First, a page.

Flickering Treasures: Rediscovering Baltimore’s Forgotten Movie Theaters
302 pages, 90 color photos, 83 black
& white photos, and color map
3403 Belair Road
The Belair-Edison neighborhood grew rapidly in the decade before the Vilma was built in 1928. Streetcars and automobiles traversing Route 1 (Belair Road) brought development to an area of truck farms. Irish, German, and Eastern European families settled into the spanking new porch front rowhouses that spread north from Sinclair Lane.
John F. Eyring Sr. designed and built the 900-seat Vilma for the Gaertner brothers. The façade of the Vilma resembled another Gaertner theater, the Strand in Dundalk, which had opened the previous year. The $125,000 brick building was done in the prevailing Spanish Mission style. A large sloping lobby led down to an auditorium decorated with Greek statues. On the dark stage curtain were depictions of two praying female figures. In the 1950s, a child’s ticket cost 25 cents, but a 12-year old could apply for a 35-cent junior courtesy card to avoid the higher adult price.
The unusual name for the theater probably came from the fetching Hungarian film star, Vilma Banky. The name also graced the pharmacy next door, as well as the nearby Vilma Bakery and Vilma bowling lanes. The adjacent A&P offered easy parking. After the theater closed in 1973, the interior was ripped out for the La Fontaine Rouge banquet hall. Since the late 1990s, the former movie house has been the home of the non-denominational Life Music Christian Fellowship church.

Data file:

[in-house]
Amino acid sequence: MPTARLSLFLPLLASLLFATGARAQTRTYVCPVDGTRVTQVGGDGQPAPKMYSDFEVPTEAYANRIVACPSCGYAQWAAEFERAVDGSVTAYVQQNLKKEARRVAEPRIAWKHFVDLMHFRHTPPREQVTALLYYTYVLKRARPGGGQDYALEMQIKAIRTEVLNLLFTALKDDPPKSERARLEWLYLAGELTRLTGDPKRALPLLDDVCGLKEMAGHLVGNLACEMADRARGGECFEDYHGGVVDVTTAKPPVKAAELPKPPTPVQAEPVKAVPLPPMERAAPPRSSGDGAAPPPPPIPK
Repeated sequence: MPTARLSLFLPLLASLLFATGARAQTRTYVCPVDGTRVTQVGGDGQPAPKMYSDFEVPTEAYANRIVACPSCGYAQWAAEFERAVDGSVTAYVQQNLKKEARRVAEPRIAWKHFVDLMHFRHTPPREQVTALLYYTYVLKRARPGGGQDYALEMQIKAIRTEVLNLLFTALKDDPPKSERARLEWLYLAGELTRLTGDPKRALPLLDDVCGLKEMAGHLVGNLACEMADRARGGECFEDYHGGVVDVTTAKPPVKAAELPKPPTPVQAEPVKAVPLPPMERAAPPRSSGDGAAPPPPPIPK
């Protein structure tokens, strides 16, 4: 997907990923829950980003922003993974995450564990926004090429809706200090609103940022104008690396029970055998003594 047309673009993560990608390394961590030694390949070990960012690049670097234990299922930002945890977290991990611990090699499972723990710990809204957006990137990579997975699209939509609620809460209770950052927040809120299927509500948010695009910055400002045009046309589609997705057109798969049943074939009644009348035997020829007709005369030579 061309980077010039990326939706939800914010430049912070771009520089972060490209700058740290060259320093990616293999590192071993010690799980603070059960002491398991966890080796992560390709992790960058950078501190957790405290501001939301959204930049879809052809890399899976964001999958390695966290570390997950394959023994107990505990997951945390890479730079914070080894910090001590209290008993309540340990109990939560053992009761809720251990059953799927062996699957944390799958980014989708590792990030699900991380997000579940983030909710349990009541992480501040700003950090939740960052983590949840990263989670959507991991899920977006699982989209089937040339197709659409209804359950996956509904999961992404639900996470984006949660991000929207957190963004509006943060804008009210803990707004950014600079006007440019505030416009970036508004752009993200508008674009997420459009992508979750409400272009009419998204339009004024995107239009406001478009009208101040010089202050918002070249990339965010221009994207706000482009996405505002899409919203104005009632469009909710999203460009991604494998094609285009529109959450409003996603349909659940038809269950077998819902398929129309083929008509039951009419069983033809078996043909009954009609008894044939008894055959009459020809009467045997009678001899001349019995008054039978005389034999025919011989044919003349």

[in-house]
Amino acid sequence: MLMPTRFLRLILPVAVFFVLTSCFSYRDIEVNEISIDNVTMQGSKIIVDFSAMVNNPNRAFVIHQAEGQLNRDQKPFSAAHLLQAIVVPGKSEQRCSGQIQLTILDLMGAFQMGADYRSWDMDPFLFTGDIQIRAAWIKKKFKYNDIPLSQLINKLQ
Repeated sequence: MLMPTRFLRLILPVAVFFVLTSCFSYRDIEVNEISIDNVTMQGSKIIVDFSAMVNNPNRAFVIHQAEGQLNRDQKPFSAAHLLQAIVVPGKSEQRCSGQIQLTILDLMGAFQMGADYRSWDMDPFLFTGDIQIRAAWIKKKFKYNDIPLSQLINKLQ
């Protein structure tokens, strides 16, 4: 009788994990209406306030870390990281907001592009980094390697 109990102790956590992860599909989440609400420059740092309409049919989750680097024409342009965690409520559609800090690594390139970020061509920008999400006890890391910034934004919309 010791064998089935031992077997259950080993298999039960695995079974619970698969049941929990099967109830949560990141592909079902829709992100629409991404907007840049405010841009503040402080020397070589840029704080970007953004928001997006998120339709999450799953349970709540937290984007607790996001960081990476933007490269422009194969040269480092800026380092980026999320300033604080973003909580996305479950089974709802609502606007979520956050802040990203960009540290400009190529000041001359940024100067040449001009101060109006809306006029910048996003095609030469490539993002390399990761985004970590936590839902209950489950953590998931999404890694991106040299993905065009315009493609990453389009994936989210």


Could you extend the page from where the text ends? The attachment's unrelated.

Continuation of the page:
Mary Orth of Parkville recalled a milk bottle cap promotion at the Vilma: “If you had 25 caps you’d get in for nothing.” Mary didn’t know one only needed the cardboard insert, not the whole cap. On a date with her future husband, Jack Orth, they discovered this, to their embarrassment, when they got to the cashier’s window. The long line behind them grew even longer as they had to pop the little cardboard discs out of each milk cap.
The Vilma seemed like the proverbial girl next door, pretty but a tad ordinary. Late in life, she got a makeover for her new identity as a banquet facility. The façade, sheathed in siding with new decorative embellishments, provided our girl with a fresh wardrobe. It’s as if Miss Vilma shed her tweedy brick coat to step out in an ivory ball gown with puffed sleeves of vinyl siding and a golden tiara of ornamental roof trim.